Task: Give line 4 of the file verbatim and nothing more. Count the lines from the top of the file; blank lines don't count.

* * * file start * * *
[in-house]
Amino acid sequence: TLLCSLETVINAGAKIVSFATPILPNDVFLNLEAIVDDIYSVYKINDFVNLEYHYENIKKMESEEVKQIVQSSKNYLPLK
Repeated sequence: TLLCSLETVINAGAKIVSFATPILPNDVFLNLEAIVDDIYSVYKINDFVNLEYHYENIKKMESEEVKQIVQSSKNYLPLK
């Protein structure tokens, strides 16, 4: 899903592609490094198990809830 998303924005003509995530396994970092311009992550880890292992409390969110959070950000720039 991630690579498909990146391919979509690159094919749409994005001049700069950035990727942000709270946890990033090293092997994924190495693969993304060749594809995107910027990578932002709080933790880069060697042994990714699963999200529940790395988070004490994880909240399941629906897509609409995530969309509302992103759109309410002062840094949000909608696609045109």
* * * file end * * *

């Protein structure tokens, strides 16, 4: 899903592609490094198990809830 998303924005003509995530396994970092311009992550880890292992409390969110959070950000720039 991630690579498909990146391919979509690159094919749409994005001049700069950035990727942000709270946890990033090293092997994924190495693969993304060749594809995107910027990578932002709080933790880069060697042994990714699963999200529940790395988070004490994880909240399941629906897509609409995530969309509302992103759109309410002062840094949000909608696609045109």